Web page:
Pub in the Glade. On the Operatic works of Jára Cimrman Artistic Larceny Cimrman s Method of Musical Notation ON THE OPERATIC WORKS OF JARA CIMRMAN - PDF

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Pub in the Glade Before viewing Cimrman s operatic chef-d oeuvre performed by the Jára Cimrman Theater the viewer will be introduced to the problematics of the work with the following lectures On the Operatic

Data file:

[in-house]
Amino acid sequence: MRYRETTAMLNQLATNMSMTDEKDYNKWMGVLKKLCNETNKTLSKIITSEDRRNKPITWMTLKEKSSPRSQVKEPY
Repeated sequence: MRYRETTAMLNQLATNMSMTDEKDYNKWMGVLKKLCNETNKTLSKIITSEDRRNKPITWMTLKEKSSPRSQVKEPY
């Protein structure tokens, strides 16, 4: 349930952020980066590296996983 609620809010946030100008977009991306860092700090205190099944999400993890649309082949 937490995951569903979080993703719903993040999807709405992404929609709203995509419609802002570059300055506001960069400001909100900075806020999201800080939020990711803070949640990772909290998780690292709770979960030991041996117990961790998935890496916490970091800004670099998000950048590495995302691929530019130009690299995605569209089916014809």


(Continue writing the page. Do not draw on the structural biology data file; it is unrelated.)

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Pub in the Glade Before viewing Cimrman s operatic chef-d oeuvre performed by the Jára Cimrman Theater the viewer will be introduced to the problematics of the work with the following lectures On the Operatic works of Jára Cimrman Artistic Larceny Cimrman s Method of Musical Notation ON THE OPERATIC WORKS OF JARA CIMRMAN Professor Pavel Vondruška: Dear friends, good evening. The content of today s seminar may be expressed by the words, On the operatic works of Jára Cimrman. We consider it necessary to introduce you to the problematics of this genre of Cimrman s before presenting the work itself, Pub in the Glade. Years ago when I acquainted myself with the content of the trunk in which the legacy of Jára Cimrman had been stored, and when a circle of enthusiasts and I decided to devote our lives to the Master s genius, neither I nor my colleagues suspected that within the framework of our scholarly profession, it would be necessary to sing publicly. However, I undertook this task gladly despite the protests of my family. I said to myself, after all, it s not a matter of the singing, but rather a matter of creating a genuine picture of Cimrman s work, a substantial portion of which is operatic. And so, my friends, whenever you hear one of us singing this evening, keep in mind: it s not a matter of the singing. Cimrman s road to the genre of the operetta was not an easy one. As with everything else he did, here too he sought absolute perfection. For instance, the problem of rhyme bothered Cimrman the librettist most of all. Rhymes such as beauty-duty, carry-fairy, luck-duck, which seem perfect to us, Cimrman considered mere half rhymes. In his opinion, the listener was entitled to absolute consonance. This theoretical consideration led Cimrman to propose his theory of absolute rhyme, the basis of which is the theory that perfect rhyme can be created only by the repetition of one and the same word. Let us look at an example from his operetta, The Coal Burner of Janovice, specifically, the aria by the coal burner Jan: I once loved a maiden so fair, Her eyes were extremely fair. Her hair was as yellow as flax, In the field she sat spinning flax. Our lovely old clock Strikes four o clock. Scarce had I begun to speak When she bade me speak And ask her parents for her hand, As I sat holding her hand. Our lovely old clock Strikes four o clock. And thus we decided to wed And soon we wed. Now we live on a farm, 2 And her parents live on a farm. And of course the refrain: Our lovely old clock Strikes four o clock. As you can tell, the verses sound quite melodious. But the discriminating listener cannot help but sense that this absolute rhyme was achieved at the expense of the verse s content. Cimrman, therefore, sought a way to preserve the absolute rhyme without limiting the ideational construct of the verse. He achieved this by introducing the socalled acoustic constant. The principle consisted in concluding each line of verse with an identical and extremely melodious group of syllables, which, however, made no semantic sense in the given language. Cimrman s absolute constants were warmly received in his day, which is born out by the fact that Cimrman s ballad of the procuress from Frýdland is still popular in northern Bohemia. The procuress traveled throughout the surrounding villages purchasing poor, young girls for her disreputable enterprise. I m sure you all know this ballad, so I ll recite only part of it: Here comes the madam from Frýdland, deeya, deeja, da What does the madam from Frýdland wish, deeya, deeja, da? It is a daughter that I wish, deeya, deeja, da Which one shall it be, deeya, deeja, da It shall be Růžena, deeya, deeja, da But we will not give her to you, deeya, deeja, da Then we ll take her from you, deeya, deeja, da Of the other constants, we will mention only the most successful. For example, of the domestic absolute constants we have: bach bach jukharay, which is still popular in 3 Klatovsko, and from the area of Říp we have kaabrt. From abroad we must mention at least yoy, from Košice, the alpine hoy-dala-ridy, and the constant that has penetrated all the way across the ocean, ya, ya, yupy yupy ya. Finally, in far away Iraq, we find an acoustic constant that has become the rallying cry for children abandoned by their fathers, who are searching for their deadbeat dads: Bag-dad, Bag-dad. ARTISTIC LARCENY Dr. Jan Hraběta: Ladies and gentlemen, Cimrman s operetta Millet arose from an extraordinarily powerful experience. One September day in 1895, Jára Cimrman was invited by his friend Count Ferdinand von Zeppelin to join him for a sightseeing flight in his new interceptor dirigible, Karel. The two aeronauts started out from Stuttgart bound for Brussels. Due to a strong headwind, however, they soon left Stuttgart far ahead of them, and after a seven-hour flight landed near Warsaw. In a skilful landing maneuver, Count von Zeppelin avoided a forest and set the airship down on a freshly mown field, which perforated the casing of the dirigible in several places. Fortunately for us I stress the word fortunately Cimrman sprained his ankle while disembarking and therefore could not assist his friend in repairing the airship, which upon deflation covered the entire area of a two-hectare square thistle patch. Cimrman took advantage of this unavoidable respite to compose his seven-hour operatic monument, Millet. When Count von Zeppelin had completed repairs to the airship, he filled it with gas, and the two aeronauts sailed back upon a favorable tailwind. They touched down in Vienna where Cimrman entered his new work in an international competition to honor the inauguration of the giant Ferris wheel in Prater. Soon thereafter, he set out for a 4 philosophical congress in Basel. Cimrman forgot about the whole thing and never laid another hand upon his pivotal work. Others, however, did. The following gentlemen sat on the jury of the Vienna opera competition: Frantisek Lehár, Johann Strauss, Oskar Nedbal, Adolf Piskáček the older brother of the celebrated Rudolf Piskáček and the Hungarian estate owner and music philanthropist Béla Kálmán, father of the composer Imre Kálmán. These gentlemen undoubtedly assumed the competition would be a cakewalk for them in which they would all praise each other s works and divide the prizes among themselves, as usually happens in such cases. The package that appeared on the table in front of them one rainy morning had the effect of a stick of dynamite. An eyewitness, the singing coach Josef Tesárek from České Velenice, described the scene: Johann Strauss, then seventy-one years of age, paced nervously about the room. The farmer Kálmán was chewing on his nails and every few moments repeated darkly in Hungarian, Erömü. We looked in a dictionary and found that the word means power station. It is unclear why he said precisely that. All of a sudden Mr. Lehár opened the window and cried out quickly twice in succession: That devil! That devil! Nedbal wanted to tear up the unfinished overture to his own opera The Grape Harvest, but his hands were shaking so badly he couldn t do it. The Czech Adolf Piskáček suddenly jumped from his chair, picked up the paper the parcel had been wrapped in, carefully inspected both sides, and then victoriously tossed it onto the table. A moment of uncomprehending silence. Only then did everyone breathe a sigh of relief: the parcel had not been sent by certified mail! 5 Thus ends the account of singing coach Josef Tesárek from České Velenice. Before I acquaint you with the fateful consequences of this seeming triviality, allow me to digress for a moment and discuss a certain character flaw of Jára Cimrman s, which pertains to this matter. The shortcomings of important figures are generally concealed from us by historians. I don t know about you, but I, for example, never learned in school among other things that the historian František Palacký, an otherwise valiant man, was afraid of dentists. Or that all Alois Jirásek s work written while he was a teacher in Litomyšl were written using office and thus stolen ink. And what a lot of ink it was! We Cimrmanologists do not wish to conceal anything. For example, not long ago we revealed that Jára Cimrman had a rather weak memory. His memory quotient amounted to Which isn t very much! That s just one hundredth of a percent higher than that of a dolphin! Likewise we do not wish to conceal and now I return to our subject that Cimrman possessed one small character flaw. He was an extreme tightwad. Unbelievably so! On the one hand, he would spend 120 zlotys plus 17 of his own railroad ties on the construction of a railroad from Wroclav to Poznaň. On the other hand, when he had to send a letter to his mother from abroad, he stayed up entire nights inventing ways to deceive the postal service. He went so far as to fill his envelopes with hydrogen so he wouldn t have to pay the full weight. He ceased this activity when he discovered his mother wasn t receiving his letters. Probably because they went up in flames when they were vigorously stamped at the post office. Well, anyone familiar with this characteristic of Cimrman s will not be surprised to learn that he was capable of mailing a parcel as important as his operetta Millet unregistered. We experts are amazed the parcel was stamped at all. So when the gentlemen on the jury discovered they could deny ever having received the package, they lost their last remnants of shame. The room erupted in chaos. Who is the oldest here? Who is the oldest here? shouted the seventy-one-year-old Strauss, as he thumped his passport on the table. The singing coach Josef Tesárek from 6 České Velenice understood at once that he had become witness to a historical event and, hidden behind the wing of a grand piano, recorded the entire scene word for word. Here is a brief passage from his transcript: Nedbal: Gentlemen, let s be reasonable! There s enough here for everybody. Give me Gentle Blondes, I Know You re a Cavalier, and My Sweet Lass. Do what you like with the rest. Lehár: I can t imagine what use that farmer Kálmán and his cows would have for Princess of the Czardasz. Give it to me! Kálmán: You animal! Meaning Lehár. I have a son Imrich. His health is poor. The land won t sustain him. And what s more, Erömü! Here we leave the transcript of Josef Tesárek. I don t think you will find a better example of artistic larceny in history. A FRUSTRATING COMPOSITIONAL METHOD Dr. Jan Hraběta Finally friends, a few words about the musical aspect of Cimrman s operatic works. Until today, the significance of Cimrman s method of overture composition has been unappreciated. Unlike other composers of his time, Cimrman, as a rule, worked with neither secondary nor, especially, primary melodic motifs. In the prelude you are about to hear, for example, you will not find a single musical idea. Here, Cimrman is working only with musical transitions, bridges, and passagework. Thus he creates an atmosphere full of tension, which is intensified by the constant alternation of two elements: the element of expectation and the element of disappointment. This is an 7 example of his famous frustrating compositional method. According to Cimrman, the unsatisfied viewer will welcome all the more eagerly the completely elaborated singing numbers of the operetta. As for the reconstruction of the Singspiel itself, we have decided upon an expressly reverential version. We have practically not tampered at all with the musical score itself. Wherever the work calls for only a piano, you will hear only a piano. Wherever we have an orchestral score, you will hear an orchestra. It is true that in a few places, precisely in those seams between the piano and the orchestra, there are certain tonal leaps that will irritate specialists, but you won t even notice them. Now, friends, allow me to interrupt my lecture. As perhaps you know from the daily press, an evening school of Cimrmanology has finally been opened here at the Prague Conservatory. An enormous number of extremely talented students have registered for classes. One of them is first-year student Petr Brukner from Brandýs nad Labem who has prepared his first scholarly lecture for you. Mr. Brukner, welcome. (Brukner gets entangled behind the curtain in the center of the stage. From the movement of the curtain, it is apparent that the fumbling student is moving from the center to the wings. Hraběta finally decides to give Brukner some help. He goes off to the side, fumbles with the curtain, and leads Brukner to the opening of the curtain in the center.) Hraběta: So, what have you prepared for us, Mr. Brukner? Bruner (softly): I was supposed to prepare... Hraběta: Not me, don t tell it to me. It s those in the audience who are interested. And nice and loud, so everyone can hear you. Brukner: My lecture is on the graphic aspect of Cimrman s musical notation. (Looks at Hraběta.) Hraběta: Please don t pay any attention to me. You have the floor now. I m here only to observe. 8 Brukner: Outline: a) musical staff, b) musical stems, c) conclusion (looks at Hraběta, and when he doesn t say anything continues with his report). A. Musical Staff. I have discovered that unlike other composers, Cimrman did not write his music on musical notation paper. He wrote his music on blank tracing paper without lines. He had the lines on an underlay, upon which he placed the tracing paper. Hraběta: And do you know why he did that? Bruckner: Notation paper was expensive. Hraběta: Well, yes. What wasn t expensive in those days? But that isn t the reason. Bruckner: Cimrman did not have a lot of money. Hraběta: But you ve just said the same thing using different words. He had another reason. Don t you have it there somewhere further on? Brukner: Further, I have only Musical Stems and Conclusion. Hraběta: It was because of transposition. Cimrman could then transpose the composition higher or lower merely by sliding the underlay up or down. That was very clever, don t you think? And it made his work easier. Of course, it makes our work difficult when we try do read his compositions. We often don t know how to place the musical notation onto the underlay. And for this reason, some of his compositions are completely incomprehensible. Especially because Cimrman consistently wrote all his musical stems facing downward, whereas we write them how? Brukner: From B upwards, stems facing downwards, and from B down, stems upwards. No, down. No, up. Hraběta: So, which way is it? Brukner: Up. Hraběta: There, you see. Cimrman often used to say: No one s going to make me write my notes upside-down. Sorry, I interrupted you. What else do you have? Brukner: Musical stems. Hraběta: Good. Continue. Brukner: But you ve already said it... 9 Hraběta: Said what? Brukner: That Cimrman wrote all his stems downwards. Hraběta: Oh. Don t you elaborate on it at all? Brukner: Elaborate? No. Hraběta: Okay, skip to the next point. Brukner: C. Conclusion. Cimrman s method of musical notation was unusual for his time and differed from the notational method of such eminent composers as: Bach... Hraběta: Go on, everything! Brukner: Offenbach, Maria Weber, Glinka, Mussorgsky, Rimsky and Korsakov. Hraběta: Well, that s enough. Thank you very much, Mr. Brukner. It wasn t bad for the first time. 10 CIMRMAN SMOLJAK / SVĚRÁK PUB IN THE GLADE / AN OPERETTA / Cast: Innkeeper Count Ferdinand von Zeppelin Kulhánek (escapted prisoner) Trachta (private investigator) (Operetta prelude: portions from Strauss s Die Fledermaus and Nedbal s The Grape Harvest. The curtain opens. A pub in a forest, a table and chair in front of the pub. At the table sits a figurine named Ludvík and the innkeeper.) Innkeeper: Would you care to know, dear Ludvík my old, and you might even say, yes, in fact my only good friend how I came to find myself in this isolated wilderness in the middle of a deep forest, where nobody lives for miles around and where not a single path leads, where you don t see a single person all day long except for those damned dirigibles? For fifteen years now, I ve been telling you the story of my life, day after day, and, indeed, I have nary a reason not to tell it to you again. (He looks up in the sky whence comes music from Die Fledermaus.) There goes the Vienneser, Ludvík, right on time. Ech, those moneybags. This year on Saint Anne s Day, it will be thirty years since I, a poor journeyman with a bun in my satchel, set out from my beloved home. I had nothing, dear Ludvík my old, and you might even say, yes, in fact my only good friend but my own two hands. So where was I to turn? Of course, at first I 11 wanted to make it on my own as a basket-weaver. But I d never woven a basket before and didn t even know how it was done. And then, at my most desperate hour, a letter came bearing joyous news: Your grandfather has died. You are now the owner of the pub In the Glade. So I headed straight to my lawyer. The lawyer grabbed an axe, food for three days, and we set out. And when, dear Ludvík my old, and you might even say, yes, in fact my only good friend we d hacked our way through to this place, only then did I realize that my grandfather was, God rest his soul, an idiot. The lawyer explained that my grandfather had been a notorious loner. He steered clear of everyone and couldn t stand being near people. But as far back as anyone could remember he d always longed to have his own pub. At first he opened a pub by the road to Písek. But people showed up. Then he rented a place on the square in Opočna, but they showed up there, too. And so he built this place. I don t know about when Granddad was here, Ludvík, but during the fifteen years I ve been here, you have been, to be sure, a constant, but, in fact, the only customer. And such a customer I hope you won t be offended, Ludvík, there s really no other way to say it: such a customer isn t much of a customer. And without customers, you can t support a pub. And even if you do, you won t have any fun. And even if you do, you ll only make yourself cry. (Sings the tramp s aria from R. Piskáček s operetta The Tramp) Just like that bird flying across the sky, I wander here and there, I don t know why. I cross mountains, valleys, dells and trees. But where my path might lead me, I hardly know. Thus I ve wandered for quite some time. Today I m poor, and tomorrow the same. It s true my pockets are so bare 12 that soon there won t even be enough for a noose. But sometimes it seems to me that I m the richest man in the world. When the first redolent flower of spring begins to blossom outside, everyone s face begins to shine with happiness. And the scent of the lilacs can even entice a poor wanderer. As if this May flower were blossoming for him as well. Are you crying, Ludvík? You re crying. Look at me. Look at me, Ludvík! (Goes to Ludvík and follows the direction of his eyes into the sky whence comes the aria Women I ve loved to Kiss you from an operetta by František Léhar Paganini.) Ah! You re looking at a Zeppelin. A single-seater, but a fast one. It s flying to Poland. How many times have I said to myself (picks up a rifle): I ll get a gun, you bastard, (aims) and BOOM! Down you ll fall. You ll come here, sit down, and have a drink! But you d never shoot at a zeppelin. And if you did, you d never reach it. And if you did reach it, you d never hit it. (He resignedly places the butt of his gun on the ground. A shot rings out along with the sound of escaping gas.) Ludvík!! Customers!! (Hastens off into the pub with his halfliter.) Count (dashes in wearing a leather helmet, long gloves with buttons, and a white scarf around his neck): Gadzooks!! Such misfortune!! It s a wonder I escaped in one piece. Excuse me, am I still in Bohemia or in Poland already? (No response from Ludvík.) Prosze pana, mluvi pan po polsku? O